IRL, how long could Dinotopia have gone undiscovered?

Pardon me for posting, and I THINK this is more of a General Question than a Cafe Society topic, but I was wondering…

On the mini-series “Dinotopia” on ABC last night, the island of Dinotopia is described as being a couple of hundred miles across, and being unknown to the rest of the world in the 21st century. No “magical” means were used to accomplish this, it’s just surrounded by a particularly dangerous reef. Now, being the nitpicking geek that I am, I’m left with the question: How long, realistically, could Dinotopia have remained unknown to the world at large? I could understand it being undiscovered as late as, say, the 19th century, if it’s sufficiently remote, but how late could you stretch that out? I seem to remember that New Guinea was discovered relatively recently (“relatively” being the operative word, of course. Wasn’t it in the early 20th century, even?)
Well, thanks for everyone’s time, sorry to ramble,

Ranchoth

I believe New Guinea was known to European navigators as early as the 16th century. Some of the highland tribes were not contacted by westerners until the 1920s or 1930s, which may be what you are thinking of.

One of the last relatively large islands - comparable in size to the island you mention - to be discovered by Europeans was Hawaii, by Captain Cook in the late 1700s.

I’ve often thought that if I could take over a small island and, using earth movers, shape it into a crest shape, than erect fifty foot high letters spelling “Manufactured by Republic Globe Company” my little island would be totally ignored. Who’d want to deal with the ramifications?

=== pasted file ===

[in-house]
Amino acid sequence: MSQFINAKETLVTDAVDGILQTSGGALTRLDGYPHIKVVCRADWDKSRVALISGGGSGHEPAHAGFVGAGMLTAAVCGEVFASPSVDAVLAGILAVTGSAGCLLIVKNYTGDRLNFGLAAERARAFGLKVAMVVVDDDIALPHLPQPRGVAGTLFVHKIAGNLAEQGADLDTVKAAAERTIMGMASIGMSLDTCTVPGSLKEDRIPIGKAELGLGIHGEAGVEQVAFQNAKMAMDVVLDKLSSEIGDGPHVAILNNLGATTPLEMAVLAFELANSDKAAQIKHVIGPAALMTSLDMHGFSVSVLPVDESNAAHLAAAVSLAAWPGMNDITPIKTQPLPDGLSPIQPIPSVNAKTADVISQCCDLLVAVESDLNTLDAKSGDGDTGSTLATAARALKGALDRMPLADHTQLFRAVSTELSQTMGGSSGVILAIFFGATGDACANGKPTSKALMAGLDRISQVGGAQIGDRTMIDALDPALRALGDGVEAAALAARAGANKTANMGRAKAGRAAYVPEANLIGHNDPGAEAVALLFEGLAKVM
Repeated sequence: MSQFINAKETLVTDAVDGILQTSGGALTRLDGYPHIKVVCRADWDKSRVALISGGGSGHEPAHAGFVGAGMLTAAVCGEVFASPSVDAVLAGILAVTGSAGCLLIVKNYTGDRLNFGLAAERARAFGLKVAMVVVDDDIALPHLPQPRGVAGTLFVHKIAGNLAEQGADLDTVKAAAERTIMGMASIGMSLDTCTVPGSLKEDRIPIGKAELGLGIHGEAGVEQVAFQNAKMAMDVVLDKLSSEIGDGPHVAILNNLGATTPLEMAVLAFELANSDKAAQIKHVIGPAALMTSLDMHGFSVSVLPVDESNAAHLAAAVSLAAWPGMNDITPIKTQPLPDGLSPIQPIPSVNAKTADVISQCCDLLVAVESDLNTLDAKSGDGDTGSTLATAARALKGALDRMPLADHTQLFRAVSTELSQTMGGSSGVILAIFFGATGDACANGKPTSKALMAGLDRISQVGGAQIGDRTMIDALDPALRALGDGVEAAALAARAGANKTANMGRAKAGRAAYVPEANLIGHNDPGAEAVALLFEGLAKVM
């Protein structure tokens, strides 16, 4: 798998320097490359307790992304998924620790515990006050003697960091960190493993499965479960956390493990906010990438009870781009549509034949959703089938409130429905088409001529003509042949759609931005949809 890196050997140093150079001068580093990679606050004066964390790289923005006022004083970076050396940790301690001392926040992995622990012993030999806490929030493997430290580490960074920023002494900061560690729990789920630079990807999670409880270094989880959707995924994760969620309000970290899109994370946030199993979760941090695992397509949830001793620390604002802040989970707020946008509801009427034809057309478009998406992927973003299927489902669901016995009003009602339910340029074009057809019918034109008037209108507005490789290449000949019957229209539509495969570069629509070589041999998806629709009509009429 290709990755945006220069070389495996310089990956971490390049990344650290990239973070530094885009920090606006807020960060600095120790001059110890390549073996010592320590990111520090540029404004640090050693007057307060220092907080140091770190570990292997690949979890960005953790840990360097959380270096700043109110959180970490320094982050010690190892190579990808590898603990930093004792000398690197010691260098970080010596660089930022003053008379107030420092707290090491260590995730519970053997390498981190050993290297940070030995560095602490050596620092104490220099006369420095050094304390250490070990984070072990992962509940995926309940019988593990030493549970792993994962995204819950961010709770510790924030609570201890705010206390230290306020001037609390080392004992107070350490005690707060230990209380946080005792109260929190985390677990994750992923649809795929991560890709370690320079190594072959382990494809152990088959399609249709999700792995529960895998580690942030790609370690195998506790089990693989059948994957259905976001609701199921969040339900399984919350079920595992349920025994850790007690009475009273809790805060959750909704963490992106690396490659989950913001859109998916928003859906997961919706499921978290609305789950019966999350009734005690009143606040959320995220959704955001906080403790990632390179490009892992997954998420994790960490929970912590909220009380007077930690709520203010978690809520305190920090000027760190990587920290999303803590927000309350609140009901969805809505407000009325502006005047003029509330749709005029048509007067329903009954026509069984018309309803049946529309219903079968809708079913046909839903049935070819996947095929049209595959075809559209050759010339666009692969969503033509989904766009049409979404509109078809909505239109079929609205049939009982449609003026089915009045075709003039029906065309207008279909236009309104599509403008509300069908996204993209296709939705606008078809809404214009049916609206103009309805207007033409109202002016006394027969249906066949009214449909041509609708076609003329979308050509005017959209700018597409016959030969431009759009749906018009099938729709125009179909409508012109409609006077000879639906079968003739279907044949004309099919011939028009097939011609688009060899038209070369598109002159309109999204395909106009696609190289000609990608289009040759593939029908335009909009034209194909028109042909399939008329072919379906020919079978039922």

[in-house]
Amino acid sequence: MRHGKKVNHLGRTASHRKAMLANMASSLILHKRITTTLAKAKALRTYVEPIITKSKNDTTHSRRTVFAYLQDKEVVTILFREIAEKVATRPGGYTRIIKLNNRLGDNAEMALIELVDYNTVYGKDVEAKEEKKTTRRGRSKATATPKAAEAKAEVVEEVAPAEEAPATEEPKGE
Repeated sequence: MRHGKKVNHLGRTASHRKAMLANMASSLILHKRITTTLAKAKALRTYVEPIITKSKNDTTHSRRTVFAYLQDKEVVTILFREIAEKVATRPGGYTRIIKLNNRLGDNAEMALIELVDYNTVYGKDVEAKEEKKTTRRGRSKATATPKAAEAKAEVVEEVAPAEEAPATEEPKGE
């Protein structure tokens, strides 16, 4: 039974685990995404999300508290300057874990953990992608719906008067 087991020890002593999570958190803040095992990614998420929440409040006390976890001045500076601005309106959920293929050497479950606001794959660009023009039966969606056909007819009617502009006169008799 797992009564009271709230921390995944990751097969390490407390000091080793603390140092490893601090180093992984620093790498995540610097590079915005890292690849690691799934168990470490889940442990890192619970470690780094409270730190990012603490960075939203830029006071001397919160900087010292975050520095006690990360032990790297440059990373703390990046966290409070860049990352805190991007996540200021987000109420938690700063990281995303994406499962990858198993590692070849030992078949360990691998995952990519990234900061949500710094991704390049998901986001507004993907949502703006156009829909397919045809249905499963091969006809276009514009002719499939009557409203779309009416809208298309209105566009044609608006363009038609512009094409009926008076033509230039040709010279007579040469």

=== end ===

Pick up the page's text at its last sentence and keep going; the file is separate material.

I think with the amount of satellites imaging the globe constantly, there’s no way an island that size would go undetected. Back in the 19th century, when just about the only way to find a place was by going there, maybe. But not now.

Captain Cook also “discovered” New Zealand, in 1769. So did the French Jean de Surville, but since he was there in December, and Cook was there in October, Cook gets the credit in the history books.

http://www.enzed.com/hist.html
There are a flock of islands in the Antarctic that weren’t officially “discovered” until later, but even they were pretty much accounted for by the end of the 19th century, thanks to sealers and whalers.
http://www.spri.cam.ac.uk/bob/periant.htm

And of course, there are all the islands that aren’t really there.

So I guess Dinotopia could be “not on the charts” for the same reason that, say, Pagoda Rock is “on the charts”–human error. Maybe somehow nobody ever got around to putting it on the map.

Maybe on the day the satellite was mapping that part of the world, the Landsat tech guy was hungover from the weekend, and didn’t happen to notice that Planet Earth seemed to have an extra island… :smiley:

The first European to visit New Zealand was Abel Tasman in 1642. Cook was the second, more than a century later.

Cook found the Hawaiian Islands in 1778.